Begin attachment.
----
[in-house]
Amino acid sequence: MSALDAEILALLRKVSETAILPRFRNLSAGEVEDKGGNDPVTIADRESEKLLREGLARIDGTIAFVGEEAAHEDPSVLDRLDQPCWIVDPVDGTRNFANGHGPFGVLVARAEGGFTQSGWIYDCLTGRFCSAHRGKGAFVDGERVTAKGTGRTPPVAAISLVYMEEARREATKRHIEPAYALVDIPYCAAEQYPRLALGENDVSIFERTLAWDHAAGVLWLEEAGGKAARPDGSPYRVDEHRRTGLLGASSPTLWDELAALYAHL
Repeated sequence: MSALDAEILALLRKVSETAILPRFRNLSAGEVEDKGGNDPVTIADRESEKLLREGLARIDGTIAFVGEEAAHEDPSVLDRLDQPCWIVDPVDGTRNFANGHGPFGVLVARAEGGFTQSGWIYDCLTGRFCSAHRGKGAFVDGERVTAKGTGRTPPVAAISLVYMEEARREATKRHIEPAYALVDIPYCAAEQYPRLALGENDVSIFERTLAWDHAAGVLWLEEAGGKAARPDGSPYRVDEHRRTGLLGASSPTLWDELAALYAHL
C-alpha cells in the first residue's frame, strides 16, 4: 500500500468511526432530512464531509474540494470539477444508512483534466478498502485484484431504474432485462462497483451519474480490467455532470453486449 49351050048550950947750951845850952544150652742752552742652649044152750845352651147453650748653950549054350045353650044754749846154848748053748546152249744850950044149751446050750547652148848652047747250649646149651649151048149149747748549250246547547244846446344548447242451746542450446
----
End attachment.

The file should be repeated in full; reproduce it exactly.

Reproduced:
[in-house]
Amino acid sequence: MSALDAEILALLRKVSETAILPRFRNLSAGEVEDKGGNDPVTIADRESEKLLREGLARIDGTIAFVGEEAAHEDPSVLDRLDQPCWIVDPVDGTRNFANGHGPFGVLVARAEGGFTQSGWIYDCLTGRFCSAHRGKGAFVDGERVTAKGTGRTPPVAAISLVYMEEARREATKRHIEPAYALVDIPYCAAEQYPRLALGENDVSIFERTLAWDHAAGVLWLEEAGGKAARPDGSPYRVDEHRRTGLLGASSPTLWDELAALYAHL
Repeated sequence: MSALDAEILALLRKVSETAILPRFRNLSAGEVEDKGGNDPVTIADRESEKLLREGLARIDGTIAFVGEEAAHEDPSVLDRLDQPCWIVDPVDGTRNFANGHGPFGVLVARAEGGFTQSGWIYDCLTGRFCSAHRGKGAFVDGERVTAKGTGRTPPVAAISLVYMEEARREATKRHIEPAYALVDIPYCAAEQYPRLALGENDVSIFERTLAWDHAAGVLWLEEAGGKAARPDGSPYRVDEHRRTGLLGASSPTLWDELAALYAHL
C-alpha cells in the first residue's frame, strides 16, 4: 500500500468511526432530512464531509474540494470539477444508512483534466478498502485484484431504474432485462462497483451519474480490467455532470453486449 49351050048550950947750951845850952544150652742752552742652649044152750845352651147453650748653950549054350045353650044754749846154848748053748546152249744850950044149751446050750547652148848652047747250649646149651649151048149149747748549250246547547244846446344548447242451746542450446